Discomfort: Pain and discomfort may occur after first installation and also after any adjustments but these usually pass quickly.

Adult Braces and Self esteem

A lot of effort is made to help teenagers feel better about having braces.

However as around 70% of teenagers need braces, it’s a very common experience.

Yet adults can also need braces and it is less common amongst their peers so adults often have more issues about what other people think of them when they go to work and to social events with braces.

Feedback suggests many men feel a bit geeky with braces while women often feel unattractive.

Of course, some adults don’t care what other people think but many do.

The fact is the braces may seem like a big deal for you, especially at first because they are in your mouth. However, most other people barely notice or may just mention it in passing.

Many adults wore braces as kids or have kids who are in braces.

They are likely to be sympathetic and may even admire you for taking action to improve your appearance.

Several high profile actors and musicians have also worn braces as adults and this makes it much easier.

Of course, you may need to be prepared to answer questions – especially when some people meet you for the first time. So you may need a plan for dealing with certain events such as important business meetings.

What Adult Orthodontic Treatment Feels Like

The early stages of orthodontic treatment can be a little harder for adult patients than for teenagers.

Teenagers have the benefit of getting treatment while they are still growing and their mouth is more flexible.

In some cases, adults will need to have teeth removed or will require surgery to expand their jaw to make room for moving the teeth. This may not be fun but anaesthetics and painkillers make this a short-term concern compared to the long-term benefits.

When the orthodontist actually puts in your braces, your mouth may be tender for a few days though this should clear up quickly.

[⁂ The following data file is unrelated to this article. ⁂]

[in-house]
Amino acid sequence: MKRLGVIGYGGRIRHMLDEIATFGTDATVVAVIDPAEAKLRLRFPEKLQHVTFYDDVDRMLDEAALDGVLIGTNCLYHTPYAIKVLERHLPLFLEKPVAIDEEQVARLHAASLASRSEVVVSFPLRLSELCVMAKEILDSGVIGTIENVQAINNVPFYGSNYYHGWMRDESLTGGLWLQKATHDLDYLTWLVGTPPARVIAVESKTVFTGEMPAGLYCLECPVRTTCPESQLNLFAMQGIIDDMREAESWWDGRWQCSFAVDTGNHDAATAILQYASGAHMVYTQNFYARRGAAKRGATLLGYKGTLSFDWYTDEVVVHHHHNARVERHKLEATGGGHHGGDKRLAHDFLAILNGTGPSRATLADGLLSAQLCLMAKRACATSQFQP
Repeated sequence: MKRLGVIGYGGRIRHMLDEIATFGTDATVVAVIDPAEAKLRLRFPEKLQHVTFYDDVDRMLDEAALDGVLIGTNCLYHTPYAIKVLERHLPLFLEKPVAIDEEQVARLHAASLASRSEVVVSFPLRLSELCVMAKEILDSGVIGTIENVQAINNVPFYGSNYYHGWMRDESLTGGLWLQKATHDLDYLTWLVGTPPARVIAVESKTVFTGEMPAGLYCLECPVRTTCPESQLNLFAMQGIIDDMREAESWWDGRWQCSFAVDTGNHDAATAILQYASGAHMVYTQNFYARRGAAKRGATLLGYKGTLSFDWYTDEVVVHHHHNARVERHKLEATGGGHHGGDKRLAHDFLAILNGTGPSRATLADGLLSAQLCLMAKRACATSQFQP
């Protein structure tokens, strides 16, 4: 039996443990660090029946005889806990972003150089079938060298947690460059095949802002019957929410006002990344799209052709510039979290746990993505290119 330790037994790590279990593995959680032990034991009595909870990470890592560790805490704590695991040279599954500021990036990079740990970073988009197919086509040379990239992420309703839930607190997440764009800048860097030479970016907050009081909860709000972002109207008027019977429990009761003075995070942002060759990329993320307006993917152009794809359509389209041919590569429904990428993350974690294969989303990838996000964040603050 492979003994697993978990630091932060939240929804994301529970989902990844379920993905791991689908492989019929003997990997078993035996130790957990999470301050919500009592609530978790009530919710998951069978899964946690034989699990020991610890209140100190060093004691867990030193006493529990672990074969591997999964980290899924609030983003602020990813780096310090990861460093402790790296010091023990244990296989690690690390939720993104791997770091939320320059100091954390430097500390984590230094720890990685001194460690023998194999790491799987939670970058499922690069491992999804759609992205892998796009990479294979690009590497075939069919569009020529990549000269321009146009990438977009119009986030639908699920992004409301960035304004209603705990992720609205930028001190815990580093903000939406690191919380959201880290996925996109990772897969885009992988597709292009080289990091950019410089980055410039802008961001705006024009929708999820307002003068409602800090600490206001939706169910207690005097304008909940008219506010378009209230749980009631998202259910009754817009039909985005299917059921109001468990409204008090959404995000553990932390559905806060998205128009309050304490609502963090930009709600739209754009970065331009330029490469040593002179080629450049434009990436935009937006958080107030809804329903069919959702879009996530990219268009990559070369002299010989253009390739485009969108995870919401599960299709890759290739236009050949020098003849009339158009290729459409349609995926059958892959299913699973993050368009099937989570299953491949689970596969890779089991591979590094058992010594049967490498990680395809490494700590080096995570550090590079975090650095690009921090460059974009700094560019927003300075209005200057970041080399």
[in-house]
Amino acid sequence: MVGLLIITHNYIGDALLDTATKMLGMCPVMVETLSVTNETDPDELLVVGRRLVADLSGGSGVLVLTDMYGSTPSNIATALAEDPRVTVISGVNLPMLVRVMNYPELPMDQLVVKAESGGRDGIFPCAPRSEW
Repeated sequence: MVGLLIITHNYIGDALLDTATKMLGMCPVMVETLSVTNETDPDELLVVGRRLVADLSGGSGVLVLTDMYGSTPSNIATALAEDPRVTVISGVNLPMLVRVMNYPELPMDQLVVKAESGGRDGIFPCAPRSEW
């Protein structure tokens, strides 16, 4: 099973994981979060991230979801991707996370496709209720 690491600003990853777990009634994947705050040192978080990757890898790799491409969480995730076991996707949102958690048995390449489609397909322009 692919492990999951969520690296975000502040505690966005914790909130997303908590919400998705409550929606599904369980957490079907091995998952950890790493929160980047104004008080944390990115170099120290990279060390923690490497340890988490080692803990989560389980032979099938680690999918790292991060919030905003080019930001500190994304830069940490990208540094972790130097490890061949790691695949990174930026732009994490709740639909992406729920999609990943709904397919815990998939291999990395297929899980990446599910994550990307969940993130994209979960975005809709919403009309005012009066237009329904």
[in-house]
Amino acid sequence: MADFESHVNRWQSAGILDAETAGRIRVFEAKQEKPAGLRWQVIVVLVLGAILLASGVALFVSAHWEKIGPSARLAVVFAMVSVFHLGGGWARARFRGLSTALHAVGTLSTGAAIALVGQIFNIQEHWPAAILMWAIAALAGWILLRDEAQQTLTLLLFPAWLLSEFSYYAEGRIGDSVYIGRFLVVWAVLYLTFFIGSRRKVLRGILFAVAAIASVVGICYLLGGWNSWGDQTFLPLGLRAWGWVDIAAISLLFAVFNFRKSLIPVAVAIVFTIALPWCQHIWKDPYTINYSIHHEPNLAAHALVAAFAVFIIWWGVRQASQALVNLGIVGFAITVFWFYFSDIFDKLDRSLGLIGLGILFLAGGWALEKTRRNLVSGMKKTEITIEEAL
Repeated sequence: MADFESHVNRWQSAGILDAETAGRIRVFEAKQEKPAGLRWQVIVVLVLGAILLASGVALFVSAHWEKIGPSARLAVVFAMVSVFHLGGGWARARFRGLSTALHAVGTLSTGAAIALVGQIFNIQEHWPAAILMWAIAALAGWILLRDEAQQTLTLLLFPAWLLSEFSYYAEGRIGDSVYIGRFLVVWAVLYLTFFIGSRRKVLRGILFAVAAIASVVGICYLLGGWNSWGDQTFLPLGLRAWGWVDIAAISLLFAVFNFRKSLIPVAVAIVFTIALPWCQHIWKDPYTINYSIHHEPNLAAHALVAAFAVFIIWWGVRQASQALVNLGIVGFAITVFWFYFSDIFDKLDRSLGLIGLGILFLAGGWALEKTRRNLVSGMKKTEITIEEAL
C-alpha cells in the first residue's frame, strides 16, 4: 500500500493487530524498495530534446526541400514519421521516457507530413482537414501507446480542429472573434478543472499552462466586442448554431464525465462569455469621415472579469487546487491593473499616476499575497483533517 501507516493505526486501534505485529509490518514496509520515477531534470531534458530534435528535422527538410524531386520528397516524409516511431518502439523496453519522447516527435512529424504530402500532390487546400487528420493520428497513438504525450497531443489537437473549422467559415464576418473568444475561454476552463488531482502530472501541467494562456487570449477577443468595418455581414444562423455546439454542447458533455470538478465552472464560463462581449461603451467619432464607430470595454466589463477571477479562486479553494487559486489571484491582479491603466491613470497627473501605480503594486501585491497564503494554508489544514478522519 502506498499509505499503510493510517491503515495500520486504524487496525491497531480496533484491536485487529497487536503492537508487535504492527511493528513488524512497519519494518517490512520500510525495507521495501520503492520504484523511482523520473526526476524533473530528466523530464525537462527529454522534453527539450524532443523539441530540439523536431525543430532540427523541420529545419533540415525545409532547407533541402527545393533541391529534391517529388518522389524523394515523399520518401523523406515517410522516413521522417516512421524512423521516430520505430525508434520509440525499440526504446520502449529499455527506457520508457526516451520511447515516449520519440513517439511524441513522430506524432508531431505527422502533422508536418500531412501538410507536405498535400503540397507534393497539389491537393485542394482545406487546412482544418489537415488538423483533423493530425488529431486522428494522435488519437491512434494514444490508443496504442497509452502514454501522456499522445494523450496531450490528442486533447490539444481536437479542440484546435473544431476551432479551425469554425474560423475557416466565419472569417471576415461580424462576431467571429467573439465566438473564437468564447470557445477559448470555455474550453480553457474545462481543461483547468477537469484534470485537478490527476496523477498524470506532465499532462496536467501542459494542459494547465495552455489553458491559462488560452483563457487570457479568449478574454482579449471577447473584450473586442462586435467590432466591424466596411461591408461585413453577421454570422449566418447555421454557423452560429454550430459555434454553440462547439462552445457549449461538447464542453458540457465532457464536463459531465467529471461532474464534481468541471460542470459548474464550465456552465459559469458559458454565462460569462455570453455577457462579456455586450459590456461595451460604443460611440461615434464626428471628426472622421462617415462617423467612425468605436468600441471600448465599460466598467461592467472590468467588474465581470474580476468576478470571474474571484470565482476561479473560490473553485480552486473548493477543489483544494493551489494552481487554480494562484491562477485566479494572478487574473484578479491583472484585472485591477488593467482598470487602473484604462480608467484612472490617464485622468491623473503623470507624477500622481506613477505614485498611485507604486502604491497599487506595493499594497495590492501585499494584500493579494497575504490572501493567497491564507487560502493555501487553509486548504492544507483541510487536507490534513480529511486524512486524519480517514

Beyond that, the only time you are likely to notice your braces is when you have them tightened.

Some adults say that they feel like their teeth have come loose at the beginning.

The reason is that when you are older your teeth are more firmly anchored into your jaw.

The orthodontist needs to loosen the little filaments that anchor your teeth before the teeth will move.

This can mean your teeth feel loose. However, the feeling is no reason for concern. They will tighten again after the orthodontic treatment.

Beyond that, the basics of orthodontic treatment are the same at any age. Your mouth will feel tender for a few days after you first get the braces and you will experience some discomfort when your braces are tightened.

Common Questions About Orthodontics

How does orthodontics work?
The job of an orthodontist is to help fix crooked teeth and jaw problems so that your teeth are in the right place in your mouth.

This may require the orthodontist to take action that helps stretch your jaw or move your teeth so that everything fits properly.

One action they can take is using tools such as braces to push on your teeth so they move into the right place.

If your top jaw is too small, they may install an expander to make it grow wider. Your jaw can be stretched or widened or moved to change its shape.

There are various other steps they can take to move your teeth or expand your jaw so that your teeth all fit comfortably and correctly in your mouth.

At what age should I start orthodontic treatment?
You can get orthodontic treatment at any age from toddlers to old age. The best and least painful time for orthodontic treatment is usually when you are between about 8 to 14.

Between 8 and 9 is usually when the jaw is growing fastest and so is the best time to reshape your mouth.

Permanent teeth usually come in between age 12 or 14 and that is the best time to start full orthodontic treatment.

What happens if I wait until I am older for orthodontic treatment?
You can get braces at any age but as you get older the treatment takes longer and may hurt a bit more. Nevertheless the benefits are still significant.

Why Modern Teenagers Need Braces

Many teenagers wonder why they need to wear braces.

Is it all about cosmetics or is there something more important?

Back in the days of the cave men, teenagers were only two or three feet tall.

But over the last 10,000 years, people have got bigger. While our mouths have got a little bigger, our teeth got a lot bigger.

As a result, teeth no longer fit correctly into most people’s mouths.